In 2002, Dame Maggie Smith was nominated for a Best Supporting Actress Oscar for her role as the snooty Countess of Trentham in 1930s-set murder mystery Gosford Park. It's a role, Maggie admits, that will come as no surprise to anyone who follows her work. "I'm always in costume and period things, wandering around in wigs," she says. "If they want one of those snobbish English nasty people or whatever, I get into that bracket. It's all right."
Margaret Natalie Smith was born in Essex, England, on December 28, 1934. Though her mother didn't want her to go into the craft young Maggie wasn't even allowed to go to the cinema she wanted to be an actress since she was a child. Aged 16 she enrolled at the Oxford Playhouse School of Theatre, and within five years had headed for New York to work on a Broadway musical revue. "I don't know why," she said of the experience in 2002. "I can't sing, I can't dance. I was kind of dopey."
By the age of 22 she was back in London, and notched up her first West End performance in the 1957 production Share My Lettuce.
Maggie also made her screen debut in the Fifties, and went on to deliver notable performances in a number of movies, winning Oscars for her role as an eccentric teacher in The Prime Of Miss Jean Brodie
and California Suite.
Her Gosford Park
nomination was her sixth from the Academy, giving her a chance to add to the many accolades including six BAFTAs, three Golden Globes and a Tony Award she has on her mantelpiece. In 1990, Maggie was honoured by the Queen with an appointment as Dame Commander of the Most Excellent Order of the British Empire, having been given a CBE in 1970.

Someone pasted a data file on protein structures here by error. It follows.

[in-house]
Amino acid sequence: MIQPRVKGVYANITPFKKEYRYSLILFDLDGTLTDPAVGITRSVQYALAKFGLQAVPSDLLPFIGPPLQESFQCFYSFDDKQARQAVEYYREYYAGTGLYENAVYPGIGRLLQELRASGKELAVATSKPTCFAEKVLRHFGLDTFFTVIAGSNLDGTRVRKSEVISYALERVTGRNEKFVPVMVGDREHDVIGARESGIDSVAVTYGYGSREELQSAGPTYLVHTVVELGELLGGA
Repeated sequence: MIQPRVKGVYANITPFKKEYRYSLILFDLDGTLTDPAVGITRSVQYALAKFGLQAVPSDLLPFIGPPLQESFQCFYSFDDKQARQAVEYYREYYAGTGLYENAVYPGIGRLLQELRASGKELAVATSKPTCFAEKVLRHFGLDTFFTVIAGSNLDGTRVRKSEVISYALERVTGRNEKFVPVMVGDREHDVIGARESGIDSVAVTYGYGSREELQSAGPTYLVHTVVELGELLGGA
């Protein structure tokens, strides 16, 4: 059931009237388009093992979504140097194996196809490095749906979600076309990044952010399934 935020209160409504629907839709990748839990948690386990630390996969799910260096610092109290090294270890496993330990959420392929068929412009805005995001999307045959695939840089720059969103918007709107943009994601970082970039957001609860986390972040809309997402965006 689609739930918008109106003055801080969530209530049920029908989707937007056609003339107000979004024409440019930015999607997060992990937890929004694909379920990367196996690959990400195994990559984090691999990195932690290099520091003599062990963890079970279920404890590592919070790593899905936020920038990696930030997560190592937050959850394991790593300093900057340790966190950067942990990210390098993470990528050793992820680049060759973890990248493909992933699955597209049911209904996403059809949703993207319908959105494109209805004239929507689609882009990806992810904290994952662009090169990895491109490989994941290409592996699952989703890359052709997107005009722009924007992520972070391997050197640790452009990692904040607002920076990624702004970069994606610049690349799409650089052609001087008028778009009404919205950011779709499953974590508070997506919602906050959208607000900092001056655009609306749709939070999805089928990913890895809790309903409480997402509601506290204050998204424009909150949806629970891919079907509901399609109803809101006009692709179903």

Maggie once summed up her career in a single sentence: "One went to school, one wanted to act, one started to act, and one's still acting." And though she's starred on screen in everything from costume dramas (A Room With A View
) to mainstream flicks (Sister Act
), the Harry Potter
star says her heart really lies with theatre, a medium she says is "much more the real world". "Whatever's happening in your life, you've got three hours where you're completely organised and absorbed and you know what you're doing," she says.
The acclaimed actress has been married twice. She was involved with playwright Beverley Cross, but broke off the relationship after she fell for stage actor Robert Stephens in the early Sixties. She went on to marry Robert in 1967, and had two sons, actors Toby Stephens and Chris Larkin, but the union ended after seven years. By 1975, she had returned to Beverley and married him, nearly 25 years after they first met. "I'm remarkably fortunate," she says. "When you meet again someone you should have married in the first place, it's like a script. That kind of luck is too good to be true." She was with her second husband until his death in 1998, aged 66.
Known as an intensely private person with a wicked sense of humour, Maggie is notoriously shy and rarely gives interviews. "It's just that as you talk, one thinks, 'God, it's really rather dull'," she explains. She's equally modest about her ranking among the upper echelon of respected actors on both stage and screen. "That's because of age," she says. "If you live long enough in England, they think you're amazing."